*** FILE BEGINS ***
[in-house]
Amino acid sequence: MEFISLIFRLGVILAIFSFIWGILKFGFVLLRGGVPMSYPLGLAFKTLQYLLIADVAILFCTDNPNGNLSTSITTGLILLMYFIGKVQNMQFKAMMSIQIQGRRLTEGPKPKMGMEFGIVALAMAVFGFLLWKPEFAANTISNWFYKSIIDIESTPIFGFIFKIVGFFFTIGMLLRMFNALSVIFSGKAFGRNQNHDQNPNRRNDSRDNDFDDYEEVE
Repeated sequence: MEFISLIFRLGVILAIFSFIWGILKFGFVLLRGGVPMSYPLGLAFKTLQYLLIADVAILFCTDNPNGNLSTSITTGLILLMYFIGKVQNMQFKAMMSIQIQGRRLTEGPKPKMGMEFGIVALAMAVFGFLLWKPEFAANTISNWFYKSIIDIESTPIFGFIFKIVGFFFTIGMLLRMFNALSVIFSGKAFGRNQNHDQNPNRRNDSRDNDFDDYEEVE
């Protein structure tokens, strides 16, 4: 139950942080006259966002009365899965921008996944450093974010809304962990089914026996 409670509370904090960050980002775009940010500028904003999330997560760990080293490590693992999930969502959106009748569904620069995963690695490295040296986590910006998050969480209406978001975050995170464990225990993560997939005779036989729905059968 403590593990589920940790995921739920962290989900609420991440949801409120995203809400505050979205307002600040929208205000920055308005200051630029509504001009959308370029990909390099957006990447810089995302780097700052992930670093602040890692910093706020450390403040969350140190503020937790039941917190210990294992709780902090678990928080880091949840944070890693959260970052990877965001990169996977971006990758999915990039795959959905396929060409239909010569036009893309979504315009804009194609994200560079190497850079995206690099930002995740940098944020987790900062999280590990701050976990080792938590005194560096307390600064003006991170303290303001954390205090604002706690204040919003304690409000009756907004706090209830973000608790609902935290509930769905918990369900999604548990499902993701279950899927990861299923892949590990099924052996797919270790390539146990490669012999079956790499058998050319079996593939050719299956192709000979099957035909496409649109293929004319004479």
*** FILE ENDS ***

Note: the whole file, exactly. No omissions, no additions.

[in-house]
Amino acid sequence: MEFISLIFRLGVILAIFSFIWGILKFGFVLLRGGVPMSYPLGLAFKTLQYLLIADVAILFCTDNPNGNLSTSITTGLILLMYFIGKVQNMQFKAMMSIQIQGRRLTEGPKPKMGMEFGIVALAMAVFGFLLWKPEFAANTISNWFYKSIIDIESTPIFGFIFKIVGFFFTIGMLLRMFNALSVIFSGKAFGRNQNHDQNPNRRNDSRDNDFDDYEEVE
Repeated sequence: MEFISLIFRLGVILAIFSFIWGILKFGFVLLRGGVPMSYPLGLAFKTLQYLLIADVAILFCTDNPNGNLSTSITTGLILLMYFIGKVQNMQFKAMMSIQIQGRRLTEGPKPKMGMEFGIVALAMAVFGFLLWKPEFAANTISNWFYKSIIDIESTPIFGFIFKIVGFFFTIGMLLRMFNALSVIFSGKAFGRNQNHDQNPNRRNDSRDNDFDDYEEVE
């Protein structure tokens, strides 16, 4: 139950942080006259966002009365899965921008996944450093974010809304962990089914026996 409670509370904090960050980002775009940010500028904003999330997560760990080293490590693992999930969502959106009748569904620069995963690695490295040296986590910006998050969480209406978001975050995170464990225990993560997939005779036989729905059968 403590593990589920940790995921739920962290989900609420991440949801409120995203809400505050979205307002600040929208205000920055308005200051630029509504001009959308370029990909390099957006990447810089995302780097700052992930670093602040890692910093706020450390403040969350140190503020937790039941917190210990294992709780902090678990928080880091949840944070890693959260970052990877965001990169996977971006990758999915990039795959959905396929060409239909010569036009893309979504315009804009194609994200560079190497850079995206690099930002995740940098944020987790900062999280590990701050976990080792938590005194560096307390600064003006991170303290303001954390205090604002706690204040919003304690409000009756907004706090209830973000608790609902935290509930769905918990369900999604548990499902993701279950899927990861299923892949590990099924052996797919270790390539146990490669012999079956790499058998050319079996593939050719299956192709000979099957035909496409649109293929004319004479």